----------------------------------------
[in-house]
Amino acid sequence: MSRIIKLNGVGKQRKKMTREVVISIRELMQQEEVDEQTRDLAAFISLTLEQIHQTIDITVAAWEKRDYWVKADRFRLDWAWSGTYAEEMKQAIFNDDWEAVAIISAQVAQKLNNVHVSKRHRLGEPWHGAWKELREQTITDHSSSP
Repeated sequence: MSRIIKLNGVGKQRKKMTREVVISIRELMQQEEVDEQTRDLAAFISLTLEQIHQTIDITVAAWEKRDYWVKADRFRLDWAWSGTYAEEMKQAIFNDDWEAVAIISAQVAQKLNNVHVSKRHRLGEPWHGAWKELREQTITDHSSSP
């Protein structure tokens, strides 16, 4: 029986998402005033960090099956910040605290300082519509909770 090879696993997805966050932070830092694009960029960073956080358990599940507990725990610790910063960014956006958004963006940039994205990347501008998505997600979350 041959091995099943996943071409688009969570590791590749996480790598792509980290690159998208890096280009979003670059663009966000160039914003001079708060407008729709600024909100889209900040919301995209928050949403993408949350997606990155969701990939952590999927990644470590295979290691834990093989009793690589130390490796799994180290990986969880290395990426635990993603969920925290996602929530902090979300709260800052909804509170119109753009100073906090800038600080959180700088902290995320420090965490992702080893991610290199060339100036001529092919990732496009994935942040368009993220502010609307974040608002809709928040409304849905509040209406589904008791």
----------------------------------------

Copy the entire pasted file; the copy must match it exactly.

[in-house]
Amino acid sequence: MSRIIKLNGVGKQRKKMTREVVISIRELMQQEEVDEQTRDLAAFISLTLEQIHQTIDITVAAWEKRDYWVKADRFRLDWAWSGTYAEEMKQAIFNDDWEAVAIISAQVAQKLNNVHVSKRHRLGEPWHGAWKELREQTITDHSSSP
Repeated sequence: MSRIIKLNGVGKQRKKMTREVVISIRELMQQEEVDEQTRDLAAFISLTLEQIHQTIDITVAAWEKRDYWVKADRFRLDWAWSGTYAEEMKQAIFNDDWEAVAIISAQVAQKLNNVHVSKRHRLGEPWHGAWKELREQTITDHSSSP
């Protein structure tokens, strides 16, 4: 029986998402005033960090099956910040605290300082519509909770 090879696993997805966050932070830092694009960029960073956080358990599940507990725990610790910063960014956006958004963006940039994205990347501008998505997600979350 041959091995099943996943071409688009969570590791590749996480790598792509980290690159998208890096280009979003670059663009966000160039914003001079708060407008729709600024909100889209900040919301995209928050949403993408949350997606990155969701990939952590999927990644470590295979290691834990093989009793690589130390490796799994180290990986969880290395990426635990993603969920925290996602929530902090979300709260800052909804509170119109753009100073906090800038600080959180700088902290995320420090965490992702080893991610290199060339100036001529092919990732496009994935942040368009993220502010609307974040608002809709928040409304849905509040209406589904008791």